In the joint Oslo statement with government negotiators, the NDF thanked Duterte for "committing to cause the early release of prisoners (as listed by the NDF) who are sick, elderly, overly long detained and women based on humanitarian grounds."

HISTORIC PEACE TALKS. The Philippine government and CPP-NPA-NDF on Friday, August 26, signs a historic agreement that will silence guns on both sides for an indefinite period while they continue talks to end Asia's longest-running communist insurgency. Photo by Altermidya

'High-value target'

Baleros is considered a “high-value target” by the military in Eastern Visayas. He was detained for charges of murder and frustrated murder, robbery in band and multiple homicide, and arson filed against him. His cases have already been dismissed, except for one murder charge. 

But Baleros denied the charges.

"Dahil sa pamumundok ko, ginawang wanted ng military ng gobyerno," (Because I went underground I was put on the wanted list of the military.)

Rights groups, invoking international human rights law, generally define political prisoners as people jailed because of their political beliefs or activities.

According to Baleros, he and his wife were captured in San Jorge town in Samar while directing NPA relief operations in the province days after Super Typhoon Yolanda devastated the region. 

"Si misis dinala doon sa Northern Samar provincial jail. Ako naman, dinala doon sa Eastern Samar provincial jail. Sinampahan ng syempre sa tingin namin gawa-gawang kaso,” Baleros told Rappler.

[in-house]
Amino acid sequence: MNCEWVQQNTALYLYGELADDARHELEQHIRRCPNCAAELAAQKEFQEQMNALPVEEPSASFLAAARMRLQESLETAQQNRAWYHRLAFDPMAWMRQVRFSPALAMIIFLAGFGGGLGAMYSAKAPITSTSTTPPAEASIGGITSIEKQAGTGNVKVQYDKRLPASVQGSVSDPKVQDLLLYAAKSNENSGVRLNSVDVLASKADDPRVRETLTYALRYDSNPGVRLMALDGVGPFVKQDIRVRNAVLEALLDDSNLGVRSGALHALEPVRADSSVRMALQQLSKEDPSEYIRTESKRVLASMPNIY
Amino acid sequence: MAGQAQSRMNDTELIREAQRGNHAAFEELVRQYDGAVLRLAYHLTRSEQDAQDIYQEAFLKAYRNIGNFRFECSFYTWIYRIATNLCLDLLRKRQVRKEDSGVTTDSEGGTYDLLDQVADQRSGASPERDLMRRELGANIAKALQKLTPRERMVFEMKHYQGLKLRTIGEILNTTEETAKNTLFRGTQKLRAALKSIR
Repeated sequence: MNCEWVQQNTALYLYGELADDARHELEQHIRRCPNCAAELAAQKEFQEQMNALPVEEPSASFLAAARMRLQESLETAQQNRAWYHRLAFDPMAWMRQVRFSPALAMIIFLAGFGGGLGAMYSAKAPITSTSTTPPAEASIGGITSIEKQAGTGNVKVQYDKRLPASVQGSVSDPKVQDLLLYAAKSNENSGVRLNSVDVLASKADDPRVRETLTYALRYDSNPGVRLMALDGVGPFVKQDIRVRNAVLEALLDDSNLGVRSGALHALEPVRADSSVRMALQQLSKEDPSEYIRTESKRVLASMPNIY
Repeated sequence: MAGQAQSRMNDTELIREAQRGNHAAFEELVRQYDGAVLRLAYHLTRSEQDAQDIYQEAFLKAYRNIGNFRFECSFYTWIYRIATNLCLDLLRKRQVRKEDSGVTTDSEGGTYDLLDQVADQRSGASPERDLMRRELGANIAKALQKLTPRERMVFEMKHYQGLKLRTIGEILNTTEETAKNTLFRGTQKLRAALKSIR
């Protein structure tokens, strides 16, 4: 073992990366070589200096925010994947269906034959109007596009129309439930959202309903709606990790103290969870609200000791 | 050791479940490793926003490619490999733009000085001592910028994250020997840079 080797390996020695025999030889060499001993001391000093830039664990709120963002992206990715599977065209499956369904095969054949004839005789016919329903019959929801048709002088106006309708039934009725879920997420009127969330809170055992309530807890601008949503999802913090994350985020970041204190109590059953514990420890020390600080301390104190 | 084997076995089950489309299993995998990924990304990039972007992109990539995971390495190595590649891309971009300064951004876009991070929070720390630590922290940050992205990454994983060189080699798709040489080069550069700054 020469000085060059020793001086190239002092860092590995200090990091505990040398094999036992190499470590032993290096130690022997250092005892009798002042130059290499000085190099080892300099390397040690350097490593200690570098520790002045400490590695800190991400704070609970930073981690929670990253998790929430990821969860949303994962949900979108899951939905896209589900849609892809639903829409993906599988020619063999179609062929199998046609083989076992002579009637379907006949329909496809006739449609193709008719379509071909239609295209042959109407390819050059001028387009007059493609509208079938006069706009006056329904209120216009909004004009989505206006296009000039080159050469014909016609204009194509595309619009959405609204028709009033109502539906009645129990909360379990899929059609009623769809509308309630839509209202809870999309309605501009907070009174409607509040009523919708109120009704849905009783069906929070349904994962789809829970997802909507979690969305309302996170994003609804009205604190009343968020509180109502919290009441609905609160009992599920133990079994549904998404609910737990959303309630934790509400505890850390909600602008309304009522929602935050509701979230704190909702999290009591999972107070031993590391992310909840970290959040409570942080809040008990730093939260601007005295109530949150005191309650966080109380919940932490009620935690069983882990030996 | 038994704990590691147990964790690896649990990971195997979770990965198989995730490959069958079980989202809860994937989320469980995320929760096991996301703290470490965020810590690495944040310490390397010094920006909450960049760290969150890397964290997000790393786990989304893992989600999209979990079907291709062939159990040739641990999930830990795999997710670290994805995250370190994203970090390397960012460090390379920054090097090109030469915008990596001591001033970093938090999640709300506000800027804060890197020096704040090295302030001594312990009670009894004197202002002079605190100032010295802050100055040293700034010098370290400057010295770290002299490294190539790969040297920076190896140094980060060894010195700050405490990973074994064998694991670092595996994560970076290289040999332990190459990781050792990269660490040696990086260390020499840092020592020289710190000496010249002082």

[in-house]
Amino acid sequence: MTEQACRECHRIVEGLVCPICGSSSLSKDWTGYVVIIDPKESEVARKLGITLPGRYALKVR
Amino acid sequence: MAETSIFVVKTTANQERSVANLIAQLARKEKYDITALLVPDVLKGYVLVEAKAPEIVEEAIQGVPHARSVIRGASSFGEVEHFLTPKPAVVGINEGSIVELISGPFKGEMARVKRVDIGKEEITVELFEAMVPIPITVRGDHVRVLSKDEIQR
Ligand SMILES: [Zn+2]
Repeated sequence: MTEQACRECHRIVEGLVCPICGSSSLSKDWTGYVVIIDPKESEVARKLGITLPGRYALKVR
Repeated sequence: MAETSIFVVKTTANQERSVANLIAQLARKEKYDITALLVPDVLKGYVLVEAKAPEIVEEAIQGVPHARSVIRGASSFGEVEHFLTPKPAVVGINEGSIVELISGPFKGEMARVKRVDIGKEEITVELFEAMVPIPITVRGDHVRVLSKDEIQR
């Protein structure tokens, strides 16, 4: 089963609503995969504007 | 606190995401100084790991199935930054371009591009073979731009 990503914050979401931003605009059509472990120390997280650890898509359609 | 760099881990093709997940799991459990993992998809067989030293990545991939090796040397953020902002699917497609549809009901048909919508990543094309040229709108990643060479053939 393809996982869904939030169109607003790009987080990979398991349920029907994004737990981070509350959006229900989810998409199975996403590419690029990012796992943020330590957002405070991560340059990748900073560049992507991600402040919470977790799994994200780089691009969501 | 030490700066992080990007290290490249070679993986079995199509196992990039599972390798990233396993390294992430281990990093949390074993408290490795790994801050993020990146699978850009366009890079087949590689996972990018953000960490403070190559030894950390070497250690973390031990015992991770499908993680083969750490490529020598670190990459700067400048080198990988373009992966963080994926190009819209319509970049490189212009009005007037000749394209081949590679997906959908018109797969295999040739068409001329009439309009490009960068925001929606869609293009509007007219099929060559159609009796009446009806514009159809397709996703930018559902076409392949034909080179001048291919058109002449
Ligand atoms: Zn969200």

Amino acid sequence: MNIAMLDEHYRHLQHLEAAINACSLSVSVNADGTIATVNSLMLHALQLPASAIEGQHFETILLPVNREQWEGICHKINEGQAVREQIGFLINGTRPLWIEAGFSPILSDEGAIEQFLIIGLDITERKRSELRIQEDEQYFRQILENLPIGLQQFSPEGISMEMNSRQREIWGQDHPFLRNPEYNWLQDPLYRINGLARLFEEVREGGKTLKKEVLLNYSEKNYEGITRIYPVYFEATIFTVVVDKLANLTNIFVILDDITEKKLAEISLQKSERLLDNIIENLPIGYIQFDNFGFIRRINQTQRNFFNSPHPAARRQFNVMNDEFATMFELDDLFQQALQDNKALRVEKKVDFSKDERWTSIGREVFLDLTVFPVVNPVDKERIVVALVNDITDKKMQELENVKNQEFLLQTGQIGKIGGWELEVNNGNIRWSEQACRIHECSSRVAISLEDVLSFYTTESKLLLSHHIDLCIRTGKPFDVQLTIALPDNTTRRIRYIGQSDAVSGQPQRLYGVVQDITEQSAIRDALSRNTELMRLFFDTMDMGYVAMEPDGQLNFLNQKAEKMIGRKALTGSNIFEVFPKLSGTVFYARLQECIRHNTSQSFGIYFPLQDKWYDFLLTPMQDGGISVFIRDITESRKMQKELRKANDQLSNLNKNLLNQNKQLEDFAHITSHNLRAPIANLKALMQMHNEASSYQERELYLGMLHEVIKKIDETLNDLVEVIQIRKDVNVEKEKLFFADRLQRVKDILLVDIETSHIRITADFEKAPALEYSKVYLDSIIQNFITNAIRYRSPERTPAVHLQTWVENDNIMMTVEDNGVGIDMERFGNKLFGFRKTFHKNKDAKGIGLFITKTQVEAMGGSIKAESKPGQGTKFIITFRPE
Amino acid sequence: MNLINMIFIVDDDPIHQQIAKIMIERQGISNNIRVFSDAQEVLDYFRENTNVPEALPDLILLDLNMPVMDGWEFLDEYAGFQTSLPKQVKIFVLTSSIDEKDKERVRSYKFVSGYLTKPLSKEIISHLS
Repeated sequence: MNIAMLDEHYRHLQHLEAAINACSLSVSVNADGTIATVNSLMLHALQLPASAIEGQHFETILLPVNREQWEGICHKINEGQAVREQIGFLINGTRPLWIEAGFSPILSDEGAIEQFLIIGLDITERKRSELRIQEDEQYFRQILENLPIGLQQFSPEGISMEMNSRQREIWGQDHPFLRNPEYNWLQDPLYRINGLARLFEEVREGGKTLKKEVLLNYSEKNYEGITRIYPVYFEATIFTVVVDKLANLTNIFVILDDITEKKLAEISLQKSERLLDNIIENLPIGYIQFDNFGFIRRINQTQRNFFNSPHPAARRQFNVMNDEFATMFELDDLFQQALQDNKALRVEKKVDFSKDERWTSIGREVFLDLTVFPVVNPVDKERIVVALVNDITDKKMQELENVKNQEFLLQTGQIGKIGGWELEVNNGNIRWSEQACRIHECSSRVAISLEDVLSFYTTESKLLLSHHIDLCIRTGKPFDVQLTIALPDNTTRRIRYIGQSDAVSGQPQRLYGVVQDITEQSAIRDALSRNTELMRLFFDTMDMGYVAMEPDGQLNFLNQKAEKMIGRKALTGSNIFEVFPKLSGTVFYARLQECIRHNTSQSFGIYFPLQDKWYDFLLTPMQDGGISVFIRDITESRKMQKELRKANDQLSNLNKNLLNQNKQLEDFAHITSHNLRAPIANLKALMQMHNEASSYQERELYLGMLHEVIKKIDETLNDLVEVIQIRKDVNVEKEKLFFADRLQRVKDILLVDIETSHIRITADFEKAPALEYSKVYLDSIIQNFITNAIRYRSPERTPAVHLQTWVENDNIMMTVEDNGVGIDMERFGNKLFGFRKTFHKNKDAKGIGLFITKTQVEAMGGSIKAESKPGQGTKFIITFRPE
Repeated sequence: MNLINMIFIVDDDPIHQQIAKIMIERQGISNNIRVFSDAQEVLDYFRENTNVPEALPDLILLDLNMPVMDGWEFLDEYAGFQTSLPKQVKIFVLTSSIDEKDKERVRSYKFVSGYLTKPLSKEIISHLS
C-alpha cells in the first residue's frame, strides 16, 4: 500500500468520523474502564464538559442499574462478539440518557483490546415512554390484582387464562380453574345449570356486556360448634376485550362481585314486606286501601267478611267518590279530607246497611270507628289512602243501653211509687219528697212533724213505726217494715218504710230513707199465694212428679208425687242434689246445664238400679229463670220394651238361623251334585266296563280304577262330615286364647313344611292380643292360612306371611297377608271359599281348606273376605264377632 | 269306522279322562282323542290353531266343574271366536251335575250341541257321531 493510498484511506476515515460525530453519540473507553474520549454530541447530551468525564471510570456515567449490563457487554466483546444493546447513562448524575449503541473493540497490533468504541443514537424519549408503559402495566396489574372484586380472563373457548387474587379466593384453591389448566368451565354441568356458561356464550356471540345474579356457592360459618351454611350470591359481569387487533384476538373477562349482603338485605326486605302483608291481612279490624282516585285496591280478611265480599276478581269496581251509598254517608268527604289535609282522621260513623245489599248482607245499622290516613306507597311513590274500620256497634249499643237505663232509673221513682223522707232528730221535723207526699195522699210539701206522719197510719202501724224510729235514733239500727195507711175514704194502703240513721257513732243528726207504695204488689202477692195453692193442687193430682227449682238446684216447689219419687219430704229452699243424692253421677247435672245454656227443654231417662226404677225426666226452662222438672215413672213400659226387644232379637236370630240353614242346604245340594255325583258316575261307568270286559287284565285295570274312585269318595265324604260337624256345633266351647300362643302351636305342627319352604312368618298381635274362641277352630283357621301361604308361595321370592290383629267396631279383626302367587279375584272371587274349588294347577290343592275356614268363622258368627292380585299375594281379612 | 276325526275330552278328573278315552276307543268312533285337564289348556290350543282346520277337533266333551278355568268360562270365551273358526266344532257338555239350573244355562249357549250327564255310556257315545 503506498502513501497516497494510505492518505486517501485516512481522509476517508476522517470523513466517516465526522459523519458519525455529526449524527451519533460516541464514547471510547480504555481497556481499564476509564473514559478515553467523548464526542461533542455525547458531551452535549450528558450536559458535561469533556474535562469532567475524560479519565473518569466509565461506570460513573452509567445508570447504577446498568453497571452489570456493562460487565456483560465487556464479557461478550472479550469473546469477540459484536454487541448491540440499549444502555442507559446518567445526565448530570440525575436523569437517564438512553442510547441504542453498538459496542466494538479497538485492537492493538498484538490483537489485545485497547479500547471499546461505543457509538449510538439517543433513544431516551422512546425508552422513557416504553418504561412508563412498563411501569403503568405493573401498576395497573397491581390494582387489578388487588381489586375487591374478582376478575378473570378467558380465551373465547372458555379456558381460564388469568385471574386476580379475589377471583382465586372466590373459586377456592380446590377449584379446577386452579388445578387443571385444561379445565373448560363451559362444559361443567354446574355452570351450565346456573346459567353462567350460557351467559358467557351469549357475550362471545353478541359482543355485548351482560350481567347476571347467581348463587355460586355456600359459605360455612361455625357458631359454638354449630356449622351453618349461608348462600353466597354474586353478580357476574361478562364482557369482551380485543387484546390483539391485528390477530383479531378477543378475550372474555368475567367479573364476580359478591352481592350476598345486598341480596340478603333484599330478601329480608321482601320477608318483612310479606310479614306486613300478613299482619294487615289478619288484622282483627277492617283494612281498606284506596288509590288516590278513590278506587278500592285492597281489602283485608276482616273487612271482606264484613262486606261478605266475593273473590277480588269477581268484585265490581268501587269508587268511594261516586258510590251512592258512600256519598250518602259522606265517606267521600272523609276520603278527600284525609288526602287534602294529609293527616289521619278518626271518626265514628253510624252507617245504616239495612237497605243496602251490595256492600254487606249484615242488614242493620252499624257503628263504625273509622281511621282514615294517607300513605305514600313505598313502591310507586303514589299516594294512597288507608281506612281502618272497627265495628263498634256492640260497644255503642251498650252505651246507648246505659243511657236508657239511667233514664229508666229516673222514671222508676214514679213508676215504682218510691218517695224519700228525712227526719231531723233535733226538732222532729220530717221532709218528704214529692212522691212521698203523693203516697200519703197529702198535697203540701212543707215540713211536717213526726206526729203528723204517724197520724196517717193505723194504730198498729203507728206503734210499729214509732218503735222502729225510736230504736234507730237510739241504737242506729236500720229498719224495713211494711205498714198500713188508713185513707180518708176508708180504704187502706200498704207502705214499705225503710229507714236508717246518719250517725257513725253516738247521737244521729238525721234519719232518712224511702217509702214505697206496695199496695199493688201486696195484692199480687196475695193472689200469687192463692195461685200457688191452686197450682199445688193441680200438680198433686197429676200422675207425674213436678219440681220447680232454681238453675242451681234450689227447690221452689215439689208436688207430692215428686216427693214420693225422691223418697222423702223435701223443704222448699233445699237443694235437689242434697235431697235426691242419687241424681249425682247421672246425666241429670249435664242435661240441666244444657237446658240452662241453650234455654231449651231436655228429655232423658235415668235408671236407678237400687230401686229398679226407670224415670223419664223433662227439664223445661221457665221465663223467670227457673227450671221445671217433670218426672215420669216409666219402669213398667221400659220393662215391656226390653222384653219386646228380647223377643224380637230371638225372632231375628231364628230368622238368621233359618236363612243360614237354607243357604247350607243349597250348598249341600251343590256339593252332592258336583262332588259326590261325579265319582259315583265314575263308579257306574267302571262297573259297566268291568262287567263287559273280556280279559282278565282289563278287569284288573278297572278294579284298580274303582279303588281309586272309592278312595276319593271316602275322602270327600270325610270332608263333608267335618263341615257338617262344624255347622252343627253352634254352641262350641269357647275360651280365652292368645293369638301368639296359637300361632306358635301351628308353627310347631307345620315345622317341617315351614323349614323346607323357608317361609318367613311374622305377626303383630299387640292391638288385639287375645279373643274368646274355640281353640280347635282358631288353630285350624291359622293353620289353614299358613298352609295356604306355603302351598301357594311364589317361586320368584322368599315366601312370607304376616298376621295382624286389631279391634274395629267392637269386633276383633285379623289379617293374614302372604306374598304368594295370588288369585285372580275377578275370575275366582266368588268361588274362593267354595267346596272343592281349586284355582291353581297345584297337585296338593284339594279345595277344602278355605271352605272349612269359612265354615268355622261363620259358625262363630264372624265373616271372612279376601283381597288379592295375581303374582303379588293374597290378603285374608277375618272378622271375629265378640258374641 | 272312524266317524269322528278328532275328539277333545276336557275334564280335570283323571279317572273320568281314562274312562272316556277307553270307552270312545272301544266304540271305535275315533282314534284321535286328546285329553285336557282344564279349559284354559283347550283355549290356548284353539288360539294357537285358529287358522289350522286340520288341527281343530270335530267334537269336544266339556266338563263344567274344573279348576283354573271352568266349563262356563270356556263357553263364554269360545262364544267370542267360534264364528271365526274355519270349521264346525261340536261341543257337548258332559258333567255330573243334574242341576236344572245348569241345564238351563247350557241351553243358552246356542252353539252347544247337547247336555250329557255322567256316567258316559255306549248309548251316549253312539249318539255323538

(My wife was brought to Northern Samar Provincial Jail. I was brought to  Eastern Samar Provincial Jail. We were charged with trumped up cases.)

They were captured on November 25, 2013, two weeks after the CPP announced a unilateral ceasefire "in solidarity with the plight of the people after Typhoon Yolanda," according to the CPP's Regional Committee in Eastern Visayas.

Tortured during martial law

Baleros was a college student in Tacloban City when he decided to join the NPA during the tumultous martial law period. He was captured in 1974 and was detained until 1980. While in detention, he suffered from various forms of torture.

"Ini-slice nila itong tenga ko. Tapos itong dibdib ko, nag-crack itong mga buto dito. Kaya minsan, nahihirapan akong makahinga. Hanggang ngayon, dala-dala ko yan – yung mga tadyak at bugbog," he said.

(They sliced off my ear. And my ribs cracked. That's why, sometimes, I experience difficulty in breathing. Until now, I carry that memory with me – their kicks and punches.)

He endured the pain because he felt he did not have any other choice then but to commit to the revolution happening in the countryside, Baleros recalled.

"During that period, activists vigorously studied and learned from social conditions. And everywhere you go during that time, you will encounter the revolution," he said in a mix of Filipino and English.

"Class struggle' and family

Asked how he got involved in the movement, Baleros paused before he shared his painful childhood memories.

Baleros' father, who was worker from Leyte, married the daugther of his employers from a prominent and well-off family in Samar.  His mother's family despised them because they were against the marriage, he said.

"Every child, because my father was poor, was not recognized by my mother's family. That's why the kids – my siblings and myself – were raised by our other grandparents," Baleros shared.

"Kaya ako may hinanakit sa pamilya din. Parang may class struggle sa loob ng pamilya. Ayun ang isa sa nag-motivate sa akin na kailangan talaga ng pagbabago sa lipunan haggang sa tumanda na lang.

(That's why I feel resentment toward my family. It seemed like there was class struggle within the family. That was one of the reasons that motivated me to push for social change.)

Closer to freedom

It was Baleros' first political awakening, a consciousness that he embraced until he aged in the movement that is now seeking peace with the government to address the longest-running insurgency in Asia.